I'm gonna wait for the price to drop on the 16-35IS a bit, maybe in about a year once I've saved up and in the meantime shoot with what I have. I think you should just get the Samyang anyway, it's a really fun lens!

Link to some pics taken with the Samyang - http://www.canonrumors.com/forum/index.php?topic=20898.msg395994#msg395994

249
Lenses / Re: What about those lens weights?
« on: May 13, 2014, 10:51:04 AM »
It depends what I'm doing and where I'm going. On vacation I take most of my gear but for small trips and just day to day stuff I'm finding the EOS M is handier. There is something refreshing about being at a party and shooting casually with the EOS M and 22/2 lens. It leaves space in a small bag for other things like a flash and some radio triggers!

I have no issues with the weight of my FF lenses though, I actually like them to be a bit sturdy and meaty! All my L lenses seem to be a good size and fit comfortably in the hand. I wouldn't want anything heavier than about 800g though as the combined weight of all the lenses would be annoying when traveling. So yeah I'd say there is a balance between getting good image quality and how big and heavy I'm willing to go.

250
Wow... I really don't get Canon's pricing, especially at today's exchange rates.

The EF 16-35L F4 is $1550 USD here in Japan
and the EF-S is $460

America will remain the cheapest place to get lenses.

Don't worry that price should come down after the initial pre-orders are fulfilled. The 16-35 is on amazon.jp for ¥149,688 right now with the 10-18 for ¥42,228.

Though I agree that it's total BS that it's frickin made here and it costs more than it does to buy it in the U.S!

251
MTF looks nice but when will they update these older L lenses?

1998 - EF 35mm f/1.4L USM
2004 - EF28-300mm f/3.5-5.6L IS USM
1996 - EF 135mm f/2L USM
1998 - EF100-400mm f/4.5-5.6L IS USM
1995 - EF 70-200mm f/2.8L USM   
1996 - EF180mm f/3.5L Macro USM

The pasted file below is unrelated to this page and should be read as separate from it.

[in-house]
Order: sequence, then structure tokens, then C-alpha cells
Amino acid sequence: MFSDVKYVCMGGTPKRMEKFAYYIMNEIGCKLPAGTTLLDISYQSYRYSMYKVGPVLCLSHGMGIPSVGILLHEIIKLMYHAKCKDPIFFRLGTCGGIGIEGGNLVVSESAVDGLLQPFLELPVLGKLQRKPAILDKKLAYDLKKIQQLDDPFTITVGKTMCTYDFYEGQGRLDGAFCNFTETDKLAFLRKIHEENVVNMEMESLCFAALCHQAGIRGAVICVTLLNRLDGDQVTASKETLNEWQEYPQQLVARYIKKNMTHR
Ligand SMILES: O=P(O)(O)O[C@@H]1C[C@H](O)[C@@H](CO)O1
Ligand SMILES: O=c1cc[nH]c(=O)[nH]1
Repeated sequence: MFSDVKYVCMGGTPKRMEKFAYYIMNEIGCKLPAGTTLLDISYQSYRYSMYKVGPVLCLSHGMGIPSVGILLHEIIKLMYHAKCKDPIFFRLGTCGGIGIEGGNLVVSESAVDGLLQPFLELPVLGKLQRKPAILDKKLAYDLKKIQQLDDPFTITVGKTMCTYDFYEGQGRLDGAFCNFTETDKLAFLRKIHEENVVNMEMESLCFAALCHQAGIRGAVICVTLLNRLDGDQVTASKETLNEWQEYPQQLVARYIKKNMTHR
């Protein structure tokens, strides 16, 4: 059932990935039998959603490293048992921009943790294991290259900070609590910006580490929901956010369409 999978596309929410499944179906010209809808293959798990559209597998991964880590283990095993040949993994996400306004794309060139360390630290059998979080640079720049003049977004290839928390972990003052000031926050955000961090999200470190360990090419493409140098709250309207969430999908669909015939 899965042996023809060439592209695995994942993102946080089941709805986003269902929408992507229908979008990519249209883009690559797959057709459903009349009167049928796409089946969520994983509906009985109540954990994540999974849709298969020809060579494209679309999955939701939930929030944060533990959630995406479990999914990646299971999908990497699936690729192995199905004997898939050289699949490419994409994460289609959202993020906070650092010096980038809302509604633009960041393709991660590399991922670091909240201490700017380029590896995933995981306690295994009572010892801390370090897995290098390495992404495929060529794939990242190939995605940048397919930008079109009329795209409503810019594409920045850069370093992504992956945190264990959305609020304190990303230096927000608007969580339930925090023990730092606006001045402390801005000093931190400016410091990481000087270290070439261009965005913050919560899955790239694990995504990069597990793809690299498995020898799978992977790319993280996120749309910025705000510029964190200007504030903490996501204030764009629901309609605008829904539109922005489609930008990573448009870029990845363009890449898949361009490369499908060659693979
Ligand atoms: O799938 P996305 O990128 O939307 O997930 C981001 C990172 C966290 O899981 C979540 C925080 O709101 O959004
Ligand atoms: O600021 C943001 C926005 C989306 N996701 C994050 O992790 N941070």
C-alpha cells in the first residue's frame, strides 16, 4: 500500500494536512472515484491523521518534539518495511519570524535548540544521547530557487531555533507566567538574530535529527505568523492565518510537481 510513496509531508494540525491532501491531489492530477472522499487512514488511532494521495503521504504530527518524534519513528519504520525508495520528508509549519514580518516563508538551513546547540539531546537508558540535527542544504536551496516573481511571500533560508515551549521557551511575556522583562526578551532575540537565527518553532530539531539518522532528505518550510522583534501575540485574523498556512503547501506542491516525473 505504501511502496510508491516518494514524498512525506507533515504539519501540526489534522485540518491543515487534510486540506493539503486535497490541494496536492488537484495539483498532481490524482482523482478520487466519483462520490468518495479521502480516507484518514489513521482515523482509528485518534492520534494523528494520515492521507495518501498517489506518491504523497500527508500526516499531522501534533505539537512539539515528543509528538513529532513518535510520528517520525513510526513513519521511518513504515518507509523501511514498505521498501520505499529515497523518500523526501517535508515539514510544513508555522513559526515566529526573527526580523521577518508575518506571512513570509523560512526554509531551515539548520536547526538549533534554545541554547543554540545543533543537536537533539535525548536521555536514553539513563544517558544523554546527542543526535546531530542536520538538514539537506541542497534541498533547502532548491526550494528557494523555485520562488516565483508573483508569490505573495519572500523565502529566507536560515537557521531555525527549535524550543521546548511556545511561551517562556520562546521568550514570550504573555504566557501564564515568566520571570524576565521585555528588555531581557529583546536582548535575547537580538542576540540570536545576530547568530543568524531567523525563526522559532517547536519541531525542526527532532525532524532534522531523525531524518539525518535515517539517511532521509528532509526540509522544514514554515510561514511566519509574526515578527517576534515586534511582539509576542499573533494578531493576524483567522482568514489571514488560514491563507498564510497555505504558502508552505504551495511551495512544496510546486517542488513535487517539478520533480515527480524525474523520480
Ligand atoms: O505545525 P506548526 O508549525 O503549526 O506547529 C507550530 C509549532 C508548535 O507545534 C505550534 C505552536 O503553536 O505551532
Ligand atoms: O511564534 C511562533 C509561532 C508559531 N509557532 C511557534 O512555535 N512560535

1997 - EF300mm f/4L IS USM
1993 - EF 400mm f/5.6L USM
1993 - EF 1200mm f/5.6L USM   
1996 - EF200mm f/2.8L II USM
1999 - EF 70-200mm f/4L USM

The EF 16-35 f/4L IS supplants the 2003 - EF17-40mm f/4L USM.

Where is the EF 14-24mm f/2.8L USM that rivals Nikons or an L version of  TS-E45mm f/2.8 & TS-E90mm f/2.8?

In one way they already updated the 70-200s on this list when they added IS to them  ;)

The 1200mm was a one off, highly specialized, rare and expensive beast, you can't really put that one on the list since no one is expecting it to be updated. (Are they??)

The 200mm f/2.8 is rarely talked about, I guess they could stick IS in there and improve the optics but then you might as well just buy the excellent 70-200LII.

I agree with the rest though. That updated 100-400 was promised to us "after the 200-400 starts shipping in decent numbers." So that was just BS?   :o

I think the 28-300L isn't going to be replaced.
Why do you think the 300 f4IS needs replacing?

I also don't see the 35L being replaced soon. Later it will have amazing IQ, nine curved blades, weather sealing, and cost north of $ 2k.

I don't think the 300 f/4 needs replaced right now I was just eliminating the ones that probably won't ever be replaced. Maybe at some point in the future we'll see a refresh to the 35 1.4 too. I don't know much about the 28-300L but you're probably right about that one.

So that long list is really just down to the 100-400, 180 macro and 400 5.6 replacements that are overdue then.

252